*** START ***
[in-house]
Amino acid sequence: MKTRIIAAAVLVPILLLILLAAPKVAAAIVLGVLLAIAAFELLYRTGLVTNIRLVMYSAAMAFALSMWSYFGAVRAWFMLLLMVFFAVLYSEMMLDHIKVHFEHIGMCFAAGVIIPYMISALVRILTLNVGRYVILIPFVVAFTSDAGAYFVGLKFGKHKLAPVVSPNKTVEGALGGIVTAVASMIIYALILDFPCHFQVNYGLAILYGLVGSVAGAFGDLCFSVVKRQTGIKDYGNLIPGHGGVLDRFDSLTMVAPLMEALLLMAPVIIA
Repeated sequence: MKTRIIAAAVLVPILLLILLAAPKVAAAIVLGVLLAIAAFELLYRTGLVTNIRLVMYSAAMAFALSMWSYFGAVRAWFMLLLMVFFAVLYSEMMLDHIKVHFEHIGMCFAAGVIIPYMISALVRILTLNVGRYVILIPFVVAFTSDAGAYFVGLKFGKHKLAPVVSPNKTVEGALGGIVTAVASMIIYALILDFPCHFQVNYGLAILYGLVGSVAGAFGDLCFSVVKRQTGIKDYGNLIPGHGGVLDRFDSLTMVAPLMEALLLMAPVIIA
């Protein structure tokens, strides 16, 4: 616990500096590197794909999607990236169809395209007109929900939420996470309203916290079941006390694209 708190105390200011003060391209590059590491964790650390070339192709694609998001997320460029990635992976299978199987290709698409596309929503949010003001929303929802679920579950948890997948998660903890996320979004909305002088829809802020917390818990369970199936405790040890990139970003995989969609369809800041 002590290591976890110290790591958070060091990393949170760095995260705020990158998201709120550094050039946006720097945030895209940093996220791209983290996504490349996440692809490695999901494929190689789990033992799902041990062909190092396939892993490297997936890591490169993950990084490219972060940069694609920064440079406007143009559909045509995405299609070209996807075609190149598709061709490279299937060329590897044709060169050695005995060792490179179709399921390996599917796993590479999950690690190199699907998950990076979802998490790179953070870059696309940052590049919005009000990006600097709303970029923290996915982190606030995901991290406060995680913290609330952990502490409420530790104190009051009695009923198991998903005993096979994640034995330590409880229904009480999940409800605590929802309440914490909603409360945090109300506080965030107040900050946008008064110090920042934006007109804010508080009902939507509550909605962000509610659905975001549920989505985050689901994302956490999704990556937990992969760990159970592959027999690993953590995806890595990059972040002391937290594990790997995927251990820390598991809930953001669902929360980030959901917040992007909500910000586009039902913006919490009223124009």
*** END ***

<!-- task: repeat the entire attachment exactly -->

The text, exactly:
[in-house]
Amino acid sequence: MKTRIIAAAVLVPILLLILLAAPKVAAAIVLGVLLAIAAFELLYRTGLVTNIRLVMYSAAMAFALSMWSYFGAVRAWFMLLLMVFFAVLYSEMMLDHIKVHFEHIGMCFAAGVIIPYMISALVRILTLNVGRYVILIPFVVAFTSDAGAYFVGLKFGKHKLAPVVSPNKTVEGALGGIVTAVASMIIYALILDFPCHFQVNYGLAILYGLVGSVAGAFGDLCFSVVKRQTGIKDYGNLIPGHGGVLDRFDSLTMVAPLMEALLLMAPVIIA
Repeated sequence: MKTRIIAAAVLVPILLLILLAAPKVAAAIVLGVLLAIAAFELLYRTGLVTNIRLVMYSAAMAFALSMWSYFGAVRAWFMLLLMVFFAVLYSEMMLDHIKVHFEHIGMCFAAGVIIPYMISALVRILTLNVGRYVILIPFVVAFTSDAGAYFVGLKFGKHKLAPVVSPNKTVEGALGGIVTAVASMIIYALILDFPCHFQVNYGLAILYGLVGSVAGAFGDLCFSVVKRQTGIKDYGNLIPGHGGVLDRFDSLTMVAPLMEALLLMAPVIIA
């Protein structure tokens, strides 16, 4: 616990500096590197794909999607990236169809395209007109929900939420996470309203916290079941006390694209 708190105390200011003060391209590059590491964790650390070339192709694609998001997320460029990635992976299978199987290709698409596309929503949010003001929303929802679920579950948890997948998660903890996320979004909305002088829809802020917390818990369970199936405790040890990139970003995989969609369809800041 002590290591976890110290790591958070060091990393949170760095995260705020990158998201709120550094050039946006720097945030895209940093996220791209983290996504490349996440692809490695999901494929190689789990033992799902041990062909190092396939892993490297997936890591490169993950990084490219972060940069694609920064440079406007143009559909045509995405299609070209996807075609190149598709061709490279299937060329590897044709060169050695005995060792490179179709399921390996599917796993590479999950690690190199699907998950990076979802998490790179953070870059696309940052590049919005009000990006600097709303970029923290996915982190606030995901991290406060995680913290609330952990502490409420530790104190009051009695009923198991998903005993096979994640034995330590409880229904009480999940409800605590929802309440914490909603409360945090109300506080965030107040900050946008008064110090920042934006007109804010508080009902939507509550909605962000509610659905975001549920989505985050689901994302956490999704990556937990992969760990159970592959027999690993953590995806890595990059972040002391937290594990790997995927251990820390598991809930953001669902929360980030959901917040992007909500910000586009039902913006919490009223124009």